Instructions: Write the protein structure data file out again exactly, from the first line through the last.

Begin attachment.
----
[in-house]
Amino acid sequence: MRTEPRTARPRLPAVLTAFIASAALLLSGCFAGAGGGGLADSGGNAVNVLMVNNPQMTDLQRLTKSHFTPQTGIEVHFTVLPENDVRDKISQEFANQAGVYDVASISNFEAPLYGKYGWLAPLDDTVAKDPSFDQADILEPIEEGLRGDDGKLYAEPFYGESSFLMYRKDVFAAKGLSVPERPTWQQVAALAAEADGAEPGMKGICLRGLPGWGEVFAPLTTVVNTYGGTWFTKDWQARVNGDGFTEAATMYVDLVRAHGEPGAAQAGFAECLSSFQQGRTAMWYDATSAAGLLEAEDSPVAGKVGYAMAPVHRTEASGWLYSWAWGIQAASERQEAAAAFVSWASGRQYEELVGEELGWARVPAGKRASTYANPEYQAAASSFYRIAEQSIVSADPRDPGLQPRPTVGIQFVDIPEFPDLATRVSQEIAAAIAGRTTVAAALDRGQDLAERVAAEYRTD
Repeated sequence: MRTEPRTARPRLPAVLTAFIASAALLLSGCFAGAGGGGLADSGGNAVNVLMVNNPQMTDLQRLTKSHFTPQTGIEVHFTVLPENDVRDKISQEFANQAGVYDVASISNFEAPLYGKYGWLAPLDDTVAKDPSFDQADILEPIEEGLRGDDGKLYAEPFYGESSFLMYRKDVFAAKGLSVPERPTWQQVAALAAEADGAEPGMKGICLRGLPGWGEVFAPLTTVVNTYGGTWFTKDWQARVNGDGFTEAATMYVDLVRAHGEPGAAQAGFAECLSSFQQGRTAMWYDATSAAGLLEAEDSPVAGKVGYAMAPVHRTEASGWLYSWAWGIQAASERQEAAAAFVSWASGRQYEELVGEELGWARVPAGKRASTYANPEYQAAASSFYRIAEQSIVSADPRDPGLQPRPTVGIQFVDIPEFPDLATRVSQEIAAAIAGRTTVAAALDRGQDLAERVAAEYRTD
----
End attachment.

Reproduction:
[in-house]
Amino acid sequence: MRTEPRTARPRLPAVLTAFIASAALLLSGCFAGAGGGGLADSGGNAVNVLMVNNPQMTDLQRLTKSHFTPQTGIEVHFTVLPENDVRDKISQEFANQAGVYDVASISNFEAPLYGKYGWLAPLDDTVAKDPSFDQADILEPIEEGLRGDDGKLYAEPFYGESSFLMYRKDVFAAKGLSVPERPTWQQVAALAAEADGAEPGMKGICLRGLPGWGEVFAPLTTVVNTYGGTWFTKDWQARVNGDGFTEAATMYVDLVRAHGEPGAAQAGFAECLSSFQQGRTAMWYDATSAAGLLEAEDSPVAGKVGYAMAPVHRTEASGWLYSWAWGIQAASERQEAAAAFVSWASGRQYEELVGEELGWARVPAGKRASTYANPEYQAAASSFYRIAEQSIVSADPRDPGLQPRPTVGIQFVDIPEFPDLATRVSQEIAAAIAGRTTVAAALDRGQDLAERVAAEYRTD
Repeated sequence: MRTEPRTARPRLPAVLTAFIASAALLLSGCFAGAGGGGLADSGGNAVNVLMVNNPQMTDLQRLTKSHFTPQTGIEVHFTVLPENDVRDKISQEFANQAGVYDVASISNFEAPLYGKYGWLAPLDDTVAKDPSFDQADILEPIEEGLRGDDGKLYAEPFYGESSFLMYRKDVFAAKGLSVPERPTWQQVAALAAEADGAEPGMKGICLRGLPGWGEVFAPLTTVVNTYGGTWFTKDWQARVNGDGFTEAATMYVDLVRAHGEPGAAQAGFAECLSSFQQGRTAMWYDATSAAGLLEAEDSPVAGKVGYAMAPVHRTEASGWLYSWAWGIQAASERQEAAAAFVSWASGRQYEELVGEELGWARVPAGKRASTYANPEYQAAASSFYRIAEQSIVSADPRDPGLQPRPTVGIQFVDIPEFPDLATRVSQEIAAAIAGRTTVAAALDRGQDLAERVAAEYRTD